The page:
Petrification happens when sediments build up on top of wood that was once alive. Because of this, the area is a good place to find well-preserved specimens that can tell us about Washington State’s ancient forests and geological changes.
Where we found petrified wood at Frenchman Hills
Explorers can traverse the slopes, scour riverbeds, and investigate the eroded slopes to uncover hidden treasures of fossilized wood.
In Washington state, you’ll find Gingko Petrified Forest State Park, which is a fascinating place known for its geological wonders and large amounts of petrified wood.
Because of its unique geological history and the way the Columbia River keeps wearing away at the land, Gingko Petrified Forest State Park is a great place to find petrified wood. Petrified logs have been slowly revealed by erosion, showing intricate patterns and bright colors.
The park gives people a rare chance to see and collect these amazing things, giving you a unique chance to explore a landscape with a lot of natural history and find interesting things that have lasted for a long time.
Where we found petrified wood at the Gingko Petrified Forest State Park
The “Petrified Forest Trail” is the best place to explore and find petrified wood. On this path, you can see an old forest that was covered by volcanic ash millions of years ago.
Along the trail, fossilized logs can be seen in their original places. There are signs on these logs that explain what the trees are and what the geological history of the area is.
Mount Adams is a majestic peak and has a long geological history and an interesting landscape to explore. Mount Adams is the second-highest mountain in the state. It’s a great place to find petrified wood and see how geology and ancient forests interact in a fascinating way.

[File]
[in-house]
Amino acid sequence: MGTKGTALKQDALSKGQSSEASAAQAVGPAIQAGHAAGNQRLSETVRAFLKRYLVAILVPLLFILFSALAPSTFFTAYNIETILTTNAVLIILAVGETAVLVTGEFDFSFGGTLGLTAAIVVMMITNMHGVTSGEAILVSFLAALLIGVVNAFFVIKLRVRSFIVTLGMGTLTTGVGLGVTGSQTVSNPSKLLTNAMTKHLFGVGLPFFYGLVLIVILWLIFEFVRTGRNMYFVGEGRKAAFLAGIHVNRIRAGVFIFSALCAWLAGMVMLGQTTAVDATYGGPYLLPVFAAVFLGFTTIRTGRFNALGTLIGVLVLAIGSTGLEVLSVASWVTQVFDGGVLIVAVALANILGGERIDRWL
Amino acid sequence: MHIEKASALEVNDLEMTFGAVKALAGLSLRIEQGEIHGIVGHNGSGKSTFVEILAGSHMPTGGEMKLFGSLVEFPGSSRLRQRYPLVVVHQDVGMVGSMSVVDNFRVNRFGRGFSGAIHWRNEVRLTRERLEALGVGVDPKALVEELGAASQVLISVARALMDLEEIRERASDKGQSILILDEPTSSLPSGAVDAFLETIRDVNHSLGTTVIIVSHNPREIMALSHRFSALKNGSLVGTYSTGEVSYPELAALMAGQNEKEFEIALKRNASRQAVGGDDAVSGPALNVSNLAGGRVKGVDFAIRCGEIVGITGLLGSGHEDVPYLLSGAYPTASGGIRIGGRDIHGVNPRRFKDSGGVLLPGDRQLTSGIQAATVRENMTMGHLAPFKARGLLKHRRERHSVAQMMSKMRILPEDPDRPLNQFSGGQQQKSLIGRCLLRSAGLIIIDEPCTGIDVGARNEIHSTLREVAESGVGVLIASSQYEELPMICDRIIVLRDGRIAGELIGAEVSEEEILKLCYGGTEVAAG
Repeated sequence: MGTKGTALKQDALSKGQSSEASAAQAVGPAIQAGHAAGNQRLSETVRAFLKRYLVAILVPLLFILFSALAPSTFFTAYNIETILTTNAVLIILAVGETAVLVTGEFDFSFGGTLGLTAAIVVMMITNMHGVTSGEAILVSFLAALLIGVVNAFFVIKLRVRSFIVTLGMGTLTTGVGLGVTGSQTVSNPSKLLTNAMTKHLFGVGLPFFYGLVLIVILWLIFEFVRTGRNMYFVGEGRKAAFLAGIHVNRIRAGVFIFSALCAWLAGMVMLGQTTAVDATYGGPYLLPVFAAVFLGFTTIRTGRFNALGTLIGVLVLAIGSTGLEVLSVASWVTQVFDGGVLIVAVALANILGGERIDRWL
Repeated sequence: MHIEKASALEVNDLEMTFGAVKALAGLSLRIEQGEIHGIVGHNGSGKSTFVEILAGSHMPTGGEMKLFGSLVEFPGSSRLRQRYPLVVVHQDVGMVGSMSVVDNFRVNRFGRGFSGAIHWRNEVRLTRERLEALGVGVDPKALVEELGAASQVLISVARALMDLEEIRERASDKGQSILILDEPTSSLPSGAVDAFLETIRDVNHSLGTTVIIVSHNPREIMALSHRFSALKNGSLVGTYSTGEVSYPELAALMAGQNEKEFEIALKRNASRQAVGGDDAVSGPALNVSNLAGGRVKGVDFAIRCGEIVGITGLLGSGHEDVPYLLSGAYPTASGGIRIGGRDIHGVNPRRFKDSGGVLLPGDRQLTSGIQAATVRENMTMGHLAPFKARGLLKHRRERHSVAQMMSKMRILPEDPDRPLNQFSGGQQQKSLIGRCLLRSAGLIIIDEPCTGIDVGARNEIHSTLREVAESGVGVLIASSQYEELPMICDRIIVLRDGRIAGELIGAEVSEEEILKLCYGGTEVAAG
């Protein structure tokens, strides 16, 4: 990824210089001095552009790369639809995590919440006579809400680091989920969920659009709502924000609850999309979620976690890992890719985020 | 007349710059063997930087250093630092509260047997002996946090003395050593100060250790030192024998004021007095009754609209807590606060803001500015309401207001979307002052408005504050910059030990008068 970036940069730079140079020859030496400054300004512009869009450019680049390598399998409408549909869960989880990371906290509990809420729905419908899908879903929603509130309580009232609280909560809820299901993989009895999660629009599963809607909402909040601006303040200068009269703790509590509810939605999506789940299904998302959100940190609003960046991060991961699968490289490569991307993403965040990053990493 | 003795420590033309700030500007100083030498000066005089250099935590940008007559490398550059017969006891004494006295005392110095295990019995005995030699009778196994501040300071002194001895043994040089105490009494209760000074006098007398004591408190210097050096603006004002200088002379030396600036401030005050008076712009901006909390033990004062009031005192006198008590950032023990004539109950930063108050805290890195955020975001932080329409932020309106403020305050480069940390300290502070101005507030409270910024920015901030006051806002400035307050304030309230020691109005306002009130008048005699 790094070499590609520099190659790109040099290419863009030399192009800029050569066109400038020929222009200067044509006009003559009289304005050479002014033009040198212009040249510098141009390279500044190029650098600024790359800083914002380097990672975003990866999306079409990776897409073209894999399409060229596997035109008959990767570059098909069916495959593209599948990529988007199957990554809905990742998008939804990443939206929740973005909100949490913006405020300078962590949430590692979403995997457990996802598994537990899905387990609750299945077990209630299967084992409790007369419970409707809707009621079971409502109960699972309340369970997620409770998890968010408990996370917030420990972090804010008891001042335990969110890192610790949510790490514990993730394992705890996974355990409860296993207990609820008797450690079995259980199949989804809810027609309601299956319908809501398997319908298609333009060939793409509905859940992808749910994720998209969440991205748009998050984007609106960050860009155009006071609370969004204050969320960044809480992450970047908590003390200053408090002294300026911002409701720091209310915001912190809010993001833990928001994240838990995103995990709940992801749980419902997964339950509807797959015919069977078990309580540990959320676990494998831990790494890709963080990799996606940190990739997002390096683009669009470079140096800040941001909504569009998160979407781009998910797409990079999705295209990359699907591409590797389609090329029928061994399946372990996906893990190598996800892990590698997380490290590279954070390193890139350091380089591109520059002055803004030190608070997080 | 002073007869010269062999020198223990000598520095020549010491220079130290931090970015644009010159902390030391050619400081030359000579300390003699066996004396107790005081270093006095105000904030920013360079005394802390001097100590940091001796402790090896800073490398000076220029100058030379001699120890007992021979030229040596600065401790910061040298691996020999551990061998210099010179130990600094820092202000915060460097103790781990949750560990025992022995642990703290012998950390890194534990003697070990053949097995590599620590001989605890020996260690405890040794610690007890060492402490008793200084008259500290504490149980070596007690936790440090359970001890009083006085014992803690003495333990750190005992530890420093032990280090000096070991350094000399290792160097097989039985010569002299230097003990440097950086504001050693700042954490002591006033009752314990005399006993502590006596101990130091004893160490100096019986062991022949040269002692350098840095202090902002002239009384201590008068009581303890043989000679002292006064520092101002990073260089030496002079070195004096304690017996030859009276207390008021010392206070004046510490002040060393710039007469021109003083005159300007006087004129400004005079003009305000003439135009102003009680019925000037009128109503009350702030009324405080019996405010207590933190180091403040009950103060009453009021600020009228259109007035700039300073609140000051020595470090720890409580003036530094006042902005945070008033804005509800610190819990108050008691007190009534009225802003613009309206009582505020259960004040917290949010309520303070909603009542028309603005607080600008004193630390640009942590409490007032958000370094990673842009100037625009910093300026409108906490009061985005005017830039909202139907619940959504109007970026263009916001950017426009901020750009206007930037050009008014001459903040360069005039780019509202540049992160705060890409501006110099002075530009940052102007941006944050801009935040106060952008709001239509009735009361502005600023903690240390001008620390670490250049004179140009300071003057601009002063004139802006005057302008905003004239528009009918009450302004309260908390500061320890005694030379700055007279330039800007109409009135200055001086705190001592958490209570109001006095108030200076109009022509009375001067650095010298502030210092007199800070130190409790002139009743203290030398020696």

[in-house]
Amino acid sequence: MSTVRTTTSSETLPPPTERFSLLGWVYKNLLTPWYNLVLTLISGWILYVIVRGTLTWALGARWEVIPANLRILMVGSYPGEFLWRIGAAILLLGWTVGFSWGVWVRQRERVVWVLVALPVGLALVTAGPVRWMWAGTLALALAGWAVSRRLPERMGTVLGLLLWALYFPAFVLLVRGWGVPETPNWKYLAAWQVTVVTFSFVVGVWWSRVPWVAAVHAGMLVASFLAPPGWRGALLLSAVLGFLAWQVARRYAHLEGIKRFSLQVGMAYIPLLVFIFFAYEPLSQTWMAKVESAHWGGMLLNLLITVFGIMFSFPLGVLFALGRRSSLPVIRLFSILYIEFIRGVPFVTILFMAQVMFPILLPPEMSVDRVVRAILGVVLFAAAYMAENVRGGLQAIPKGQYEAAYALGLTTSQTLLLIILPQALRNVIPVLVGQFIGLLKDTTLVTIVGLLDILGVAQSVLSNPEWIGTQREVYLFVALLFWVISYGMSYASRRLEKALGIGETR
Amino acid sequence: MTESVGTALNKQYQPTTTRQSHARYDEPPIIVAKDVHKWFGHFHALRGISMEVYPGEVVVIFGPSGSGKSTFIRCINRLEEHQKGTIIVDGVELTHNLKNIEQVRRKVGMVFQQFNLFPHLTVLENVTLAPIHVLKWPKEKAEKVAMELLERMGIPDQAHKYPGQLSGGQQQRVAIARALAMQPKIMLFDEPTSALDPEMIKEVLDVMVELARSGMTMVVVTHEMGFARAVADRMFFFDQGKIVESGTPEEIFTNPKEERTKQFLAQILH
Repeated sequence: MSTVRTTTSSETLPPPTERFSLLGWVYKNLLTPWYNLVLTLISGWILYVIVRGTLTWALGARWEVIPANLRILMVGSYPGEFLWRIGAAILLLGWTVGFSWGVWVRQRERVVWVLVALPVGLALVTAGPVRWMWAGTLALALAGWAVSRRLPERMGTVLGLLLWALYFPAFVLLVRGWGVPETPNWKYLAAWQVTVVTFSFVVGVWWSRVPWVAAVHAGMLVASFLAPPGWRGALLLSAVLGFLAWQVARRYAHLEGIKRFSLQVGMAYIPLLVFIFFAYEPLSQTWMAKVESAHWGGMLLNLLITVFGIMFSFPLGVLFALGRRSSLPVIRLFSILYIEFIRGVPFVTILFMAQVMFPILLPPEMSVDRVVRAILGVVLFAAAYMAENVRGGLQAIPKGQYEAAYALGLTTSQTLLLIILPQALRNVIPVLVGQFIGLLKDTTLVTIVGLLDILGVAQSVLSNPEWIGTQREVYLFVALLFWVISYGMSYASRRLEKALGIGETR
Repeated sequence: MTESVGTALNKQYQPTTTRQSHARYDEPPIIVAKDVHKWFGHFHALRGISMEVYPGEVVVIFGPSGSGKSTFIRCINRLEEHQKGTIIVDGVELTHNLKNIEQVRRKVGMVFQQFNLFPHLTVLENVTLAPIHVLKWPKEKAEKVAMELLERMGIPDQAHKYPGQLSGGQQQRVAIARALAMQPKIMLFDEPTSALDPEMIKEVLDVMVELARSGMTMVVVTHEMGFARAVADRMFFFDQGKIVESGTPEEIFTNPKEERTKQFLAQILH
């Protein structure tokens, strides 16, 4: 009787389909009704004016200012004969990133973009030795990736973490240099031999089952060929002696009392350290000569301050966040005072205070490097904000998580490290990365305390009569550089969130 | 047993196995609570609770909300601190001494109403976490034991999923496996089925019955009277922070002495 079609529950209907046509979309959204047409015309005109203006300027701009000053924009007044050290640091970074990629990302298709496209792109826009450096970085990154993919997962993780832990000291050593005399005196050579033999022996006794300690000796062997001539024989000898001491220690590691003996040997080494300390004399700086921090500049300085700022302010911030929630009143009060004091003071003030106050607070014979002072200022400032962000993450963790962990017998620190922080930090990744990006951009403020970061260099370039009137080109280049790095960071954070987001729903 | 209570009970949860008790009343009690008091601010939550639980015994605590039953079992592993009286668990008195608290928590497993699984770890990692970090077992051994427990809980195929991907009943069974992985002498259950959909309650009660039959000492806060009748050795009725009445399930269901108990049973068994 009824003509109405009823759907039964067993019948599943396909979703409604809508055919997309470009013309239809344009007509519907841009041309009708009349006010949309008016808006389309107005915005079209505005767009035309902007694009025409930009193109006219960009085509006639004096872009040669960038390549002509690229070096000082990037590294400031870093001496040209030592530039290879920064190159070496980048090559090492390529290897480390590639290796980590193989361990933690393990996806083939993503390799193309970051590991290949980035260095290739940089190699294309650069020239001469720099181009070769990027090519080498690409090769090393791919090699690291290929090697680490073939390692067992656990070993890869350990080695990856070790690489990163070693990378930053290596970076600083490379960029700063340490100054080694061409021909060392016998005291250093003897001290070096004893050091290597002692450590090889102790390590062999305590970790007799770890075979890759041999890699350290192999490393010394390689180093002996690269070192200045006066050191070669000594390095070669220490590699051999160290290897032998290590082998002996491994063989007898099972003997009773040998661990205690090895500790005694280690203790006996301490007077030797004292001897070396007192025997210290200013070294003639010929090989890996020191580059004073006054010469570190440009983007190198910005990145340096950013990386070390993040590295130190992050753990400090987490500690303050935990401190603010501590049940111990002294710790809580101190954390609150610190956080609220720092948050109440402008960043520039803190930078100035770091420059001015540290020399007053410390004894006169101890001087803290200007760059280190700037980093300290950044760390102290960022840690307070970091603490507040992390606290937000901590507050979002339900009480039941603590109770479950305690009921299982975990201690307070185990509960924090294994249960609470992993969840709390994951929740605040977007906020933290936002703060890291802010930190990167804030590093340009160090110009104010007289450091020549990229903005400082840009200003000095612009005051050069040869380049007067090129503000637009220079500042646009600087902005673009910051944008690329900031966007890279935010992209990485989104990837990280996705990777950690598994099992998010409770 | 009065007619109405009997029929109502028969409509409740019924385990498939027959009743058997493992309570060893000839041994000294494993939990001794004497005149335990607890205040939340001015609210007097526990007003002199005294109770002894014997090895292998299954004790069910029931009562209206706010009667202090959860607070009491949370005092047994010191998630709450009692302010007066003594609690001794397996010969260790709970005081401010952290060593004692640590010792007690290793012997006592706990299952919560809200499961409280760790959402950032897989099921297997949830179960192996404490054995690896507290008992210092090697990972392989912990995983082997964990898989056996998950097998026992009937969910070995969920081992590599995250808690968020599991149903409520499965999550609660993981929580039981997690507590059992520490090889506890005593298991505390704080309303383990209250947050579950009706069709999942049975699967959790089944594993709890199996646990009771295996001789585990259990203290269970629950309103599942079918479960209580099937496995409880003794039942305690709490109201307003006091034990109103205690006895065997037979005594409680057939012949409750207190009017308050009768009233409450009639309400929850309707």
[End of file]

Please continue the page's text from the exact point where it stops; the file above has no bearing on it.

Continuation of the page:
The mountain is made up of alpine meadows, dense forests, and steep, rocky slopes. Glaciers have made deep valleys and U-shaped valleys, which add to the dramatic beauty of the mountain.
Mount Adams’ combination of volcanic activity, diverse geography, and ancient forests makes it a prime location to find petrified wood. Petrified wood is still there and can be seen because of volcanic deposits and erosion that followed.
Where we found petrified wood at Mount Adams
Exploring its different types of terrain gives you the chance to find petrified wood, which can be exposed by erosion and other geological processes.
The Saddle Mountains has a unique geology, beautiful geography, and different types of terrain, which makes them a great place for people who like petrified wood. Its landscape has a wide range of heights and landforms, from gentle hill to steep slopes.
There are dry deserts, deep canyons, and beautiful valleys in the area, so there are many places where petrified wood could be found. The layers of sedimentary rock in the Saddle Mountains, like sandstone, shale, and limestone, make up their geology.
Where we found petrified wood at Saddle Mountain
Within the Saddle Mountain Petrified Forest, there are hiking trails that lead to areas where petrified logs can be observed in their natural setting.
The trails provide access to the petrified wood deposits so you can appreciate the beauty and unique characteristics of these ancient fossilized trees.
Interpretive signs along the trails provide information about the petrified wood and the geological processes that occurred in the region.
Other Great Places To Find Washington Petrified Wood
After giving you recommendations where it’s best to look for petrified wood in the state, we’ll provide you with other great places in Washington where you can find these specimens. To make things easier for you, we’ve put them in order by county.